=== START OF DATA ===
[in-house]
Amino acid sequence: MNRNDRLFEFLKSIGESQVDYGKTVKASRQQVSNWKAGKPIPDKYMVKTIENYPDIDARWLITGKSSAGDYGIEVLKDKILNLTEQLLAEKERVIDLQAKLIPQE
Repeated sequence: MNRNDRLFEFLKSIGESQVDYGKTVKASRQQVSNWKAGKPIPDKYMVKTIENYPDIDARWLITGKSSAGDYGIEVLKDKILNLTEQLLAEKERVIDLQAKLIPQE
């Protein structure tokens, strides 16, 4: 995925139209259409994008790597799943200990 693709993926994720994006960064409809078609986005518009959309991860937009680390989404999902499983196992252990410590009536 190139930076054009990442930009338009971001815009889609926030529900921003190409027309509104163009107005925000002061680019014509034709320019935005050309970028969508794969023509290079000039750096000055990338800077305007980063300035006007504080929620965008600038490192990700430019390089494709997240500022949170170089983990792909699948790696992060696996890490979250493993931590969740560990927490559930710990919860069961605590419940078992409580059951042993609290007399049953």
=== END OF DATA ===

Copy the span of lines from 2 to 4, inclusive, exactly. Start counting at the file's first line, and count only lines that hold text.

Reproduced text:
Amino acid sequence: MNRNDRLFEFLKSIGESQVDYGKTVKASRQQVSNWKAGKPIPDKYMVKTIENYPDIDARWLITGKSSAGDYGIEVLKDKILNLTEQLLAEKERVIDLQAKLIPQE
Repeated sequence: MNRNDRLFEFLKSIGESQVDYGKTVKASRQQVSNWKAGKPIPDKYMVKTIENYPDIDARWLITGKSSAGDYGIEVLKDKILNLTEQLLAEKERVIDLQAKLIPQE
């Protein structure tokens, strides 16, 4: 995925139209259409994008790597799943200990 693709993926994720994006960064409809078609986005518009959309991860937009680390989404999902499983196992252990410590009536 190139930076054009990442930009338009971001815009889609926030529900921003190409027309509104163009107005925000002061680019014509034709320019935005050309970028969508794969023509290079000039750096000055990338800077305007980063300035006007504080929620965008600038490192990700430019390089494709997240500022949170170089983990792909699948790696992060696996890490979250493993931590969740560990927490559930710990919860069961605590419940078992409580059951042993609290007399049953």